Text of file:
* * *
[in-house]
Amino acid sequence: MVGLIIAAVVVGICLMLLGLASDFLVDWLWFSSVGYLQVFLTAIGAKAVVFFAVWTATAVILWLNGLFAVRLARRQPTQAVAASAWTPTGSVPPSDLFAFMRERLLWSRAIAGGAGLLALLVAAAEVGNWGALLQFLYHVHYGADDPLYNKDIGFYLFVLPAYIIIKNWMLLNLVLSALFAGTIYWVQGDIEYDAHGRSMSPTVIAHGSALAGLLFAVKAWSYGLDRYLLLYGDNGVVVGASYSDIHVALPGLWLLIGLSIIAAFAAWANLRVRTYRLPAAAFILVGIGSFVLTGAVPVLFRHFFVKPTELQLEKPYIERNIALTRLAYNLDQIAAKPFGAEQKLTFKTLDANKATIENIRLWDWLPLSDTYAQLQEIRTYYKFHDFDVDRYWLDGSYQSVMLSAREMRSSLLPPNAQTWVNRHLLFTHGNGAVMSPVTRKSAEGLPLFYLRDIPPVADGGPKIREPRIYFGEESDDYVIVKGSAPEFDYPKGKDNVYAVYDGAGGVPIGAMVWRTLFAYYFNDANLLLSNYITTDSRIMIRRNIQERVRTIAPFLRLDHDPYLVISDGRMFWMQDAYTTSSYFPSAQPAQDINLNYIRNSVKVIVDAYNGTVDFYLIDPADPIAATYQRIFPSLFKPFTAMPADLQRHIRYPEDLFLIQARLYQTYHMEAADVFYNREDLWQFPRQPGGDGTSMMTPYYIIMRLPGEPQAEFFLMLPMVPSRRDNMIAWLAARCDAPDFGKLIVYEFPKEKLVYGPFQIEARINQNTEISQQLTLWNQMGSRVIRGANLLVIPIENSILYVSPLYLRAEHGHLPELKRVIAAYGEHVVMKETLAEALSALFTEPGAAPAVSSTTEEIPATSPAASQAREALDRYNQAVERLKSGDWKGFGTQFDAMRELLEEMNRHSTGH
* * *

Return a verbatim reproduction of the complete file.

[in-house]
Amino acid sequence: MVGLIIAAVVVGICLMLLGLASDFLVDWLWFSSVGYLQVFLTAIGAKAVVFFAVWTATAVILWLNGLFAVRLARRQPTQAVAASAWTPTGSVPPSDLFAFMRERLLWSRAIAGGAGLLALLVAAAEVGNWGALLQFLYHVHYGADDPLYNKDIGFYLFVLPAYIIIKNWMLLNLVLSALFAGTIYWVQGDIEYDAHGRSMSPTVIAHGSALAGLLFAVKAWSYGLDRYLLLYGDNGVVVGASYSDIHVALPGLWLLIGLSIIAAFAAWANLRVRTYRLPAAAFILVGIGSFVLTGAVPVLFRHFFVKPTELQLEKPYIERNIALTRLAYNLDQIAAKPFGAEQKLTFKTLDANKATIENIRLWDWLPLSDTYAQLQEIRTYYKFHDFDVDRYWLDGSYQSVMLSAREMRSSLLPPNAQTWVNRHLLFTHGNGAVMSPVTRKSAEGLPLFYLRDIPPVADGGPKIREPRIYFGEESDDYVIVKGSAPEFDYPKGKDNVYAVYDGAGGVPIGAMVWRTLFAYYFNDANLLLSNYITTDSRIMIRRNIQERVRTIAPFLRLDHDPYLVISDGRMFWMQDAYTTSSYFPSAQPAQDINLNYIRNSVKVIVDAYNGTVDFYLIDPADPIAATYQRIFPSLFKPFTAMPADLQRHIRYPEDLFLIQARLYQTYHMEAADVFYNREDLWQFPRQPGGDGTSMMTPYYIIMRLPGEPQAEFFLMLPMVPSRRDNMIAWLAARCDAPDFGKLIVYEFPKEKLVYGPFQIEARINQNTEISQQLTLWNQMGSRVIRGANLLVIPIENSILYVSPLYLRAEHGHLPELKRVIAAYGEHVVMKETLAEALSALFTEPGAAPAVSSTTEEIPATSPAASQAREALDRYNQAVERLKSGDWKGFGTQFDAMRELLEEMNRHSTGH